The Amanda Backup suite is a mature (some say “legacy” ..) backup solution that is very flexible and reliable. Its client-server architecture allows the admin to set up large distributed configuration and distribute CPU-intensive tasks like compression and encryption between server and clients.
The communication between server and clients is an important part here. Over time Amanda has added 8 methods of communication between the Amanda server and the clients.
See this manpage for details: link
The default auth-method (since amanda-2.51) is called “bsdtcp”:
The client listens on a TCP socket and starts the amandad-binary for tasks like amdump etc.
The amanda documentation describes how to configure client and server with inetd or xinetd, for bsdtcp-authentication: link
Most linux distributions provide the relevant config-files.
The more modern and current auth-method is “ssh”: if you use this, you don’t have to read further, with ssh everything is run via the sshd.service.
But sometimes (performance?) it might be still useful to run with bstcp-auth.
In 2010 systemd was originally released. It was designed as a modern successor to init daemons like “SysV”, and radically changed the way to run linux services.
Among its countless features there is the so called “socket activation”:
like inetd or xinetd, systemd is able to listen on defined sockets and spawn respective services when connections come in.
This feature allows us to get rid of inetd/xinetd, if we don’t need them for other services. These other services might also be migrated to a systemd-unit, by the way.
For reference: the manpage of systemd.socket
For security reasons Amanda requires additional config-files and parameters, they are needed either with (x)inetd or systemd.
amanda-security.conf lists the executables amanda can execute as root, and ranges of privileged networks ports, both for tcp and udp:
# /etc/amanda-security.conf runtar:gnutar_path=/usr/bin/tar tcp_port_range=512,1024 udp_port_range=840,860
The “amandahosts” file lists the services that amanda is allowed to run on each configured client/server.
# Example of the .amandahosts file on an Amanda client amandaserver.example.com amandabackup amdump # Example of the .amandahosts file on an Amanda server amandaclient1.example.com root amindexd amidxtaped
inetd.conf in Debian
In Debian Buster 10.10 (the current stable release when I wrote this article) the amanda-socket is still provided via inetd. The amanda-package comes with this line in inetd.conf:
amanda stream tcp nowait backup /usr/lib/amanda/amandad amandad -auth=bsdtcp amdump amindexd amidxtaped
inetd itself is run as a systemd-service:
# systemctl status inetd.service ● inetd.service - Internet superserver Loaded: loaded (/lib/systemd/system/inetd.service; enabled; vendor preset: enabled) Active: active (running) since Tue 2021-06-22 21:29:14 CEST; 1 months 0 days ago Docs: man:inetd(8) Main PID: 599 (inetd) Tasks: 1 (limit: 4915) Memory: 6.5G CGroup: /system.slice/inetd.service └─599 /usr/sbin/inetd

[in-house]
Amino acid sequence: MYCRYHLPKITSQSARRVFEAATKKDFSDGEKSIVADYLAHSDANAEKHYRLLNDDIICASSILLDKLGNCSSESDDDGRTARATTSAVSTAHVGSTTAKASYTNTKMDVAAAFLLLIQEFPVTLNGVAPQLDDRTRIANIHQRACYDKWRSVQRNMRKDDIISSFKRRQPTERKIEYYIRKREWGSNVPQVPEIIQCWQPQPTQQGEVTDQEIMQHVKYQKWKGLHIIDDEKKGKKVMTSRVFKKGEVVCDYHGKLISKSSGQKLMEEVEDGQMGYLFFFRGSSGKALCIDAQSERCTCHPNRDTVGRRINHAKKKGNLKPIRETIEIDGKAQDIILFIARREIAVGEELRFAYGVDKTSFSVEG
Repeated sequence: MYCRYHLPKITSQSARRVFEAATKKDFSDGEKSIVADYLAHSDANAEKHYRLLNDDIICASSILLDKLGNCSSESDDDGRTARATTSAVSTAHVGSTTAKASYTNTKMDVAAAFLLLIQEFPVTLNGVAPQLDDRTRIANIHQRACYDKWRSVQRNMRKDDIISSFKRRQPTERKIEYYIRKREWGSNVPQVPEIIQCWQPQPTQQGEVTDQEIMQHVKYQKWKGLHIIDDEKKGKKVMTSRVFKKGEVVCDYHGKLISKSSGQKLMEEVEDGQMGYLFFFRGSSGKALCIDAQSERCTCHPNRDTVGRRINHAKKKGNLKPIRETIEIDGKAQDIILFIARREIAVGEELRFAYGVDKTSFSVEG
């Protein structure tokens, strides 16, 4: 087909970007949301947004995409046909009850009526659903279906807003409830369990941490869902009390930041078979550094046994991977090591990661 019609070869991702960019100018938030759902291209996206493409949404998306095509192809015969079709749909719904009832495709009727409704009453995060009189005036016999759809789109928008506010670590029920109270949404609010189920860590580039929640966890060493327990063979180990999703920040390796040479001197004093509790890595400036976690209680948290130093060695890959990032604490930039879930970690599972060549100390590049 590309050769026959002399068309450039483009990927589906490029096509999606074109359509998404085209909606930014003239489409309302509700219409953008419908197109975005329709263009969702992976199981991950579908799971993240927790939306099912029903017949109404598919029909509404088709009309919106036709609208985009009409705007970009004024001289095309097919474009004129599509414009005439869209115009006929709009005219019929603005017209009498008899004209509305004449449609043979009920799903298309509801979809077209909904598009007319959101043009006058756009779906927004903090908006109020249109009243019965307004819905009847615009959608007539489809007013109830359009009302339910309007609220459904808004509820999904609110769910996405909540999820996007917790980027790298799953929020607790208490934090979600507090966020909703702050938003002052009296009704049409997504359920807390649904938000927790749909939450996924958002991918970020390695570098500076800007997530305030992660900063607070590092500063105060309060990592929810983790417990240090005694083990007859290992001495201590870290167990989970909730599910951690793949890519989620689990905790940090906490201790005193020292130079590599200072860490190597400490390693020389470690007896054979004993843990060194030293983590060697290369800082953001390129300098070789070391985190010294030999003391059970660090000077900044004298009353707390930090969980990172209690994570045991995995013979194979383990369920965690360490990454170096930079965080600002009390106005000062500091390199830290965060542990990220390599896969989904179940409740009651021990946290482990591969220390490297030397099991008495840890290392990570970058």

To provide the same functionality with systemd, we need two files.
At first a service-file to define what to do when a connection comes in. In this case this means starting the amandad-binary in a specific user-context, with specific parameters:
# amanda@.service [Unit] Description=Amanda Backup System After=local-fs.target [Service] User=backup Group=backup ExecStart=/usr/lib/amanda/amandad -auth=bsdtcp amdump amindexd amidxtaped StandardInput=socket
And because we have to tell systemd that it should create a TCP-socket and listen on this, we need a socket-file as well:
# amanda.socket [Unit] Description=Amanda Activation Socket [Socket] ListenStream=10080 Accept=true [Install] WantedBy=sockets.target
These two files should go into
/etc/systemd/system, after storing them tell systemd to reload via “systemctl daemon-reload”.
The option “ListenStream” tells systemd to listen on “0.0.0.0” which means “listen on all configured IP-adresses”. In my tests I noticed things breaking when the host contains multiple network interface cards (= NICs).
You can specify the one IP you want to use with amanda like in:
As far as I know this is at least partially an issue within Amanda, not in systemd.
enable socket, disable inetd
We can now disable inetd and enable and start the new amanda.socket:
# systemctl stop inetd # systemctl disable inetd # systemctl start amanda.socket # systemctl enable amanda.socket
If you use inetd for other things, you have to comment or remove the amanda-related line from inetd.conf, and restart inetd. Otherwise the new socket and inetd conflict at trying to listen on the same port.
If you don’t use inetd anymore, you may even remove it from your system now.